CAPE TOWN - While a ‘second wave’ of infections has been labelled as ‘unavoidable’ by epidemiologists, experts hope that things might be handled differently this time around.
2.2 million South Africans lost their jobs between April and June this year, economists say a return to ‘hard lockdown’ will be a devastating blow to the country’s economy.
, epidemiologist and infectious-diseases specialist Professor Salim Abdool Karim said that if a second wave of infections hits South Africa in the same way it has hit European nations, tighter lockdown restrictions will be back – but this time, it will be on a local level.
The UK's return to heavier restrictions is based on a "local lockdown" method.
Should the system be adopted by South Africa, the country will be split into 52 different districts, with each being assessed on its infection level.
However, despite the model being developed, it was never put into effect, with many businesses and provincial leaders arguing that it was unworkable due to the integrated nature of many operations.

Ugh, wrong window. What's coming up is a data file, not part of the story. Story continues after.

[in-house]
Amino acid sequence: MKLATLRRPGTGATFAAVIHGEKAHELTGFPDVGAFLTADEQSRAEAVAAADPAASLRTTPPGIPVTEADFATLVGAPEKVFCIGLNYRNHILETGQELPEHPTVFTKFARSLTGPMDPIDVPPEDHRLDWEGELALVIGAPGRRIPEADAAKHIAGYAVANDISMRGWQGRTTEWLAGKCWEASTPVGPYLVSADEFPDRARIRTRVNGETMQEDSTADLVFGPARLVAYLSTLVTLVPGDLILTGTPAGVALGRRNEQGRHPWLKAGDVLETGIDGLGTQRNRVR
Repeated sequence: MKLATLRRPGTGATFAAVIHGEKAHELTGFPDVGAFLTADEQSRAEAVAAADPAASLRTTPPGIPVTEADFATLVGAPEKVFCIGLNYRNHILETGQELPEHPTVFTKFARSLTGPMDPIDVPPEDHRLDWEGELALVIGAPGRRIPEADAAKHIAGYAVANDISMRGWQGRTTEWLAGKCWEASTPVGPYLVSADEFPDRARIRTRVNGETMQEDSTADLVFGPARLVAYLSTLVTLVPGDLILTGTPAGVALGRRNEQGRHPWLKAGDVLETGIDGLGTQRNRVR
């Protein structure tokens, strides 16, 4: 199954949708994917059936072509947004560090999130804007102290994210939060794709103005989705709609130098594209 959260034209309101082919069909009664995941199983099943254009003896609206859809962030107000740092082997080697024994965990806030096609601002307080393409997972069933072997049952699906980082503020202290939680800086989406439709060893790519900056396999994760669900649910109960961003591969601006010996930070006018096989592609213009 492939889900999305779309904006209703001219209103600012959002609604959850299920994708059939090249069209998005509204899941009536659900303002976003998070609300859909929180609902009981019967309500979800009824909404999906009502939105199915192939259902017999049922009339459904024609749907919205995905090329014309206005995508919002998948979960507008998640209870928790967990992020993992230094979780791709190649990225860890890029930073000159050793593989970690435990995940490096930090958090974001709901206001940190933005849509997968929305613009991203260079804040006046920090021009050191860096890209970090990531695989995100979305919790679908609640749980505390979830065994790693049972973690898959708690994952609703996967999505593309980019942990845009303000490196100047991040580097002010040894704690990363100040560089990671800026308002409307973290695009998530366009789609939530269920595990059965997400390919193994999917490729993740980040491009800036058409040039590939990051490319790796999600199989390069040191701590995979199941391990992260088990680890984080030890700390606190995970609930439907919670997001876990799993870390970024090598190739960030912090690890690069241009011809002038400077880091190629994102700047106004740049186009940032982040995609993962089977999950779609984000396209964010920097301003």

“The government is now better prepared to use the system. The problem with the district model before was that it was difficult to police. To determine hotspot areas, the health department will look at more than just infection rates, but will also factor in other things, like the availability of beds,” he said.
Minister of Co-operative Governance and Traditional Affairs Nkosazana Dlamini Zuma, who advocated for South Africa's implementation of the district model in July, said it was necessary in order to address social inequalities exacerbated by the current crisis.
Should the country implement hard lockdown, you can expect these rules to return:
Inter-provincial travel 'may be reviewed' to limit the spread of the virus.
Banning of on-site liquor consumption.
A return to the curfew from 21:00 to 04:00.
Restrictions of social gathering.
Limit of 50 people inside places of worship.
- Closure of borders.
- Weddings, subject to a limitation of 50 persons.
- Prohibition of initiation schools.
President Cyril Ramaphosa is expected to address the nation this week about the rising number of Covid-19 cases.
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